What’s your main priority when your school opens? Get things back to ‘normal’? Safety and security of your teachers and pupils? The emotional well-being of all in your school community? Are you worried about the future and what that will hold for your staff and pupils? 
The re-opening of schools is certainly not an easy task for any Headteacher, and their Senior Leadership Team, to be considering in these unusual times. You are juggling the demands put forward by the Government (which seems to offer none of the reassurances school leaders want) versus the safety of your staff and students and the growing call for a well-being curriculum that allows all involved to process what has happened to them over the last few months. Now throw into the mix the negative portrayal of teachers in the press and morale of anyone returning to school being at an all-time low
Going back to the classroom after lockdown

Support for Headteachers 

Somehow you as Headteachers have to lead and manage your staff. However precious little is given to support you but many debates have been had across various forums about what you should or shouldn’t do. Whilst lots has been written, in recent days, about what children should be taught and questions to answer, no one has really looked practically at how that could be done. This article endeavours to give you some real-life possibilities. 

What can you do the support your staff and help prepare your school for re-opening? 

Give staff time to share their feelings knowing that they won’t be judged but they will be really listened to. Maybe start the first staff meeting off with a circle time activity that allows all staff to share their thoughts and feelings knowing that they have been heard. 
Be emotionally honest. It’s easy to try to reassure everyone that all will be ok. Instead be honest, share your concerns but also what has been put in place to mitigate those concerns. 
Back to the classroom after lockdown
Recognise that many of your school community have experienced a loss and will need support. Whilst we have had a ‘we're all in this together’ mentality for weeks, loss of any kind will be personal and felt at 100%. Resist the urge to compare losses but instead appreciate that all losses cause feelings of grief. Staff and students will need to deal with these feelings.  
Produce a well-being goodie bag to give to staff when they arrive including handouts of hints and tips ready to support them. You could use some of the resources we have produced recently to help you. 
Have a well-being display in the staffroom or corridor with inspiration quotes and ideas on how to develop personal well-being. (Order our motivational A3 posters here.) 
Consider the curriculum that pupils will be taught. Maybe focus on their well-being to help them adjust and allow them to share the things they have loved and hated during lockdown as well as the skills they have developed.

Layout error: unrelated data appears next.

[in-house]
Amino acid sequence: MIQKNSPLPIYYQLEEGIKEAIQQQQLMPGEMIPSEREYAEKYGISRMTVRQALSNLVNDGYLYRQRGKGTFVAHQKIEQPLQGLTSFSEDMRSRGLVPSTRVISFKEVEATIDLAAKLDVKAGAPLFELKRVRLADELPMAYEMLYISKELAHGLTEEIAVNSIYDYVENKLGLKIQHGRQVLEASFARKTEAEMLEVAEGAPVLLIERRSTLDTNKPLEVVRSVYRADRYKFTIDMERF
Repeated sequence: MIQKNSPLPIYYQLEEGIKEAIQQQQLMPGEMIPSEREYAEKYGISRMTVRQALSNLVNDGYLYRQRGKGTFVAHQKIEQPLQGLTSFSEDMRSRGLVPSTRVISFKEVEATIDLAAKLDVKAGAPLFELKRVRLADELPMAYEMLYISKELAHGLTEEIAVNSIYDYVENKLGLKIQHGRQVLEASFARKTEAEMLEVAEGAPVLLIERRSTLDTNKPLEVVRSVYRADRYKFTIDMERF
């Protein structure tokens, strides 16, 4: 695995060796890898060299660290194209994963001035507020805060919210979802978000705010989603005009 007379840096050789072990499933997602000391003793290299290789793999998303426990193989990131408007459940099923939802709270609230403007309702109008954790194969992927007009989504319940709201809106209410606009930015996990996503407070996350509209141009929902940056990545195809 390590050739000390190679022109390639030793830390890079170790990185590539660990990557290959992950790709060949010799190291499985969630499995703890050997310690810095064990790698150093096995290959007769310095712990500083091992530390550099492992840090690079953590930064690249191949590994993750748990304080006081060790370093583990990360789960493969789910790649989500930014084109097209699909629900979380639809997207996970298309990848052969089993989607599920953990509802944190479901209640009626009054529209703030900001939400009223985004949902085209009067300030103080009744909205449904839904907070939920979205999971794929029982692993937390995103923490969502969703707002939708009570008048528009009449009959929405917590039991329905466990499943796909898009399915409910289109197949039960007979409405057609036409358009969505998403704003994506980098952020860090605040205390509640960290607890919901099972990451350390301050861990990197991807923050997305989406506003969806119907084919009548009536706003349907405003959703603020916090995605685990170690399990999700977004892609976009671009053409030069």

Reconnect with pupils and staff; a lot of relationships have been lost during lockdown and time will need to be given to them to develop these relationships again. 
Consider how children may feel if they are taught in small bubbles and are not with their friends. Many of them may exhibit new behaviours. All behaviours are a form of communication and young children may be trying to show how much they miss their friends. 

Losses for Teachers 

Teachers want to be back in the classroom; that’s where they are at their best and where they thrive. No one goes into the profession for the holidays (which we actually work through) but because they want to give something back to society and educate the next generation. Throughout the last few months many teachers have talked about feeling lost or not having a purpose since schools shut in March. However coming back to work in such uncertain times are likely to create some unchartered feelings including feeling scared and anxious to be in the very place where a teacher thrives. Many are likely to feel a loss of control over the situation or a loss of security or a loss of their professional voice as others question their judgements. All losses create feelings of grief; the conflicting feelings caused by a change to any familiar pattern. 

Establish an "Emotional First Aid" Team 

Showing parents and teachers that you take loss seriously and make emotional well-being a top priority in your school will make life easier for everyone. One of the easiest and most effective steps you can take is enrolling a group of your staff in a Helping Children with Loss programme. This weekly programme provides staff with practical, feasible tools for supporting children (and each other) with loss in the school environment. You could then make your "Emotional First Aiders" widely known and let children and adults know that they are safe and available to those who need emotional support.  

More support 

The job of the Headteacher and the Senior Leadership team is not going to be an easy one over the coming weeks and months. We can’t imagine how you feel but we hope that our Resources for Schools provide some guidance and quick, practical support for the coming days and weeks ahead. If you have special needs or requests for support, contact us and we'll be happy to help. 
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